15. #165
    The Site Administrator: Currently at home recovering from a couple of strokes,please contact my assistnt admins for forum issues Tom Stormcrowe's Avatar
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    Quote Originally Posted by Chris516 View Post
    All my surgeries were related to a congenital issue, not some type accident. So I don't think I have ever had a halo.
    Trust me, if had ever had a halo, you'd remember it vividly. It's essentiallly a device to immobilize and apply traction to the neck to prevent spinal cord injury.
    on light duty due to illness; please contact my assistants for forum issues. They are Siu Blue Wind, or CbadRider or the other 3 star folk. I am currently at home recovering from a couple of strokes. I am making good progress, happily.


    . “He who fights with monsters might take care lest he thereby become a monster. And if you gaze for long into an abyss, the abyss gazes also into you.”- Fredrick Nietzsche

    "We can judge the heart of a man by his treatment of animals." - Immanuel Kant

  16. #166
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    Quote Originally Posted by Tom Stormcrowe View Post
    Trust me, if had ever had a halo, you'd remember it vividly. It's essentiallly a device to immobilize and apply traction to the neck to prevent spinal cord injury.
    Yea I forgot about the hole they drilled into my tibia and put a bolt through it with about 80lbs hanging off the end of the bed on a pulley.

  17. #167
    The Site Administrator: Currently at home recovering from a couple of strokes,please contact my assistnt admins for forum issues Tom Stormcrowe's Avatar
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    Quote Originally Posted by Sgt Mac View Post
    Yea I forgot about the hole they drilled into my tibia and put a bolt through it with about 80lbs hanging off the end of the bed on a pulley.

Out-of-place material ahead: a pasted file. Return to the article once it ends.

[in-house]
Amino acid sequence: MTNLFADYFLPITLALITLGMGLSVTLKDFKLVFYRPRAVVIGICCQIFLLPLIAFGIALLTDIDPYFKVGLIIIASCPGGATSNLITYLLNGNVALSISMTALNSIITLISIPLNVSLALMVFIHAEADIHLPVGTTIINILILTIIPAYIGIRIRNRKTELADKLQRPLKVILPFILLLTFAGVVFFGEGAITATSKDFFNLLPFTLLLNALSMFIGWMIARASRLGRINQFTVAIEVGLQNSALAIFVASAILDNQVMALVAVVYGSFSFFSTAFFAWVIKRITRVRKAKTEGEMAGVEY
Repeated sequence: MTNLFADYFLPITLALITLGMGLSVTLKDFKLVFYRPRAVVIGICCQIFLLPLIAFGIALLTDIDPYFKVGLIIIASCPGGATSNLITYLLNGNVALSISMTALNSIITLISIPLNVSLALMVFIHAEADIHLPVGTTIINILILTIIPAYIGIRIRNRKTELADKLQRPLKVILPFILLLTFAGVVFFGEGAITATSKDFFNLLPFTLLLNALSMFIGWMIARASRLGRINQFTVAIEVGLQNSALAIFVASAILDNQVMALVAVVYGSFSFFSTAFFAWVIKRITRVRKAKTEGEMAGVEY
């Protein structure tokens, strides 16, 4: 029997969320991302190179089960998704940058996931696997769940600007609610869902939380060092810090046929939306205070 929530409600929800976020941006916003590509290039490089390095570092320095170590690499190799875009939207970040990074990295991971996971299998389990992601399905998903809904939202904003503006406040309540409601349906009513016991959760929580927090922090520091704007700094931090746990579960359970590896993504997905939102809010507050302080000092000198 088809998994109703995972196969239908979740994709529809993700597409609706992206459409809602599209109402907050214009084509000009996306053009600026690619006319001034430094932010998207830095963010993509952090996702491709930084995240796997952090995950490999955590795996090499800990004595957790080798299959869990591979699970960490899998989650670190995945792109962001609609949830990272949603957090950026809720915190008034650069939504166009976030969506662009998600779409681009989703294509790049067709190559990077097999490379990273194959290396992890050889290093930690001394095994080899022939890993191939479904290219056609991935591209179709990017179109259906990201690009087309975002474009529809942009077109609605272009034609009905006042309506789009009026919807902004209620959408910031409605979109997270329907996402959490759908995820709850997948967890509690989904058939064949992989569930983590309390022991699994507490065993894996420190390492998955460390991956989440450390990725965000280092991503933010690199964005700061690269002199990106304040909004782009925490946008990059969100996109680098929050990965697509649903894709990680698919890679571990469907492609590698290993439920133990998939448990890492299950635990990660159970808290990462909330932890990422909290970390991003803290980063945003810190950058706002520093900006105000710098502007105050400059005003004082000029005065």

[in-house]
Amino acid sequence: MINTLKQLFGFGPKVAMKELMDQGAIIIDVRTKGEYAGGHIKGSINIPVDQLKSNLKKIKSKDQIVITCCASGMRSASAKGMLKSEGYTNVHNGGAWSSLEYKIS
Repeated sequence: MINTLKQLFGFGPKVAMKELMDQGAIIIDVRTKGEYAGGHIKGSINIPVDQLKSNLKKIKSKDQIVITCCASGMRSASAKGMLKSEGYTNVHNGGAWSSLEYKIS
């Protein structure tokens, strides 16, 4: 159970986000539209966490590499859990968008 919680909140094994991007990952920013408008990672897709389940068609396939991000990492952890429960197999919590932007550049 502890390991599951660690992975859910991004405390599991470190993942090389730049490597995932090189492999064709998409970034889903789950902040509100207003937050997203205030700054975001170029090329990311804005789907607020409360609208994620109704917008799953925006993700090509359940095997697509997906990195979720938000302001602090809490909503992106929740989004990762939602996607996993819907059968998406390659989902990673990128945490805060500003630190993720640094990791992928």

Yeah, ain't that just a joy as well?
    on light duty due to illness; please contact my assistants for forum issues. They are Siu Blue Wind, or CbadRider or the other 3 star folk. I am currently at home recovering from a couple of strokes. I am making good progress, happily.


    . “He who fights with monsters might take care lest he thereby become a monster. And if you gaze for long into an abyss, the abyss gazes also into you.”- Fredrick Nietzsche

    "We can judge the heart of a man by his treatment of animals." - Immanuel Kant

  18. #168
    Neil_B
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    Folks, where are the ride reports? Where are the stories of our adventures? I can sit and moan with the best of them, but, really, do we want this forum as "all cripples, all the time?" I gave up posting to the National Scoliosis Foundation boards partly because so many people wore pain and disfigurement and victimhood as a badge of honor. Let's not live up to the stereotype able-bodied people give us.

  19. #169
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    Quote Originally Posted by Neil_B View Post
    Folks, where are the ride reports? Where are the stories of our adventures? I can sit and moan with the best of them, but, really, do we want this forum as "all cripples, all the time?" I gave up posting to the National Scoliosis Foundation boards partly because so many people wore pain and disfigurement and victimhood as a badge of honor. Let's not live up to the stereotype able-bodied people give us.
    OH yea
    Last edited by Sgt Mac; 11-01-11 at 11:29 PM. Reason: spelling

  20. #170
    Neil_B
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    Quote Originally Posted by Sgt Mac View Post
    It's not like that at all brother, I just bought an awesome mtn bike check it out http://www.bikeforums.net/showthread...-of-my-Xtrance I'm going riding asap, mention of my injuries are in no way a pitty party, simply stating the facts. I do believe it helps people to read what others went through to either say wow mine wasn't that bad or just to know your not alone in your pain. that's why some of us have weekly meetings at the VA, it helps to talk to people that have been through what you have. Look at yourself, like I said after looking at your photos did me some good to know yours is unfortunately genetic so you never got to experience being a literal super man like I was, but I got cut down to size and quite violently. Your still an inspiration to me.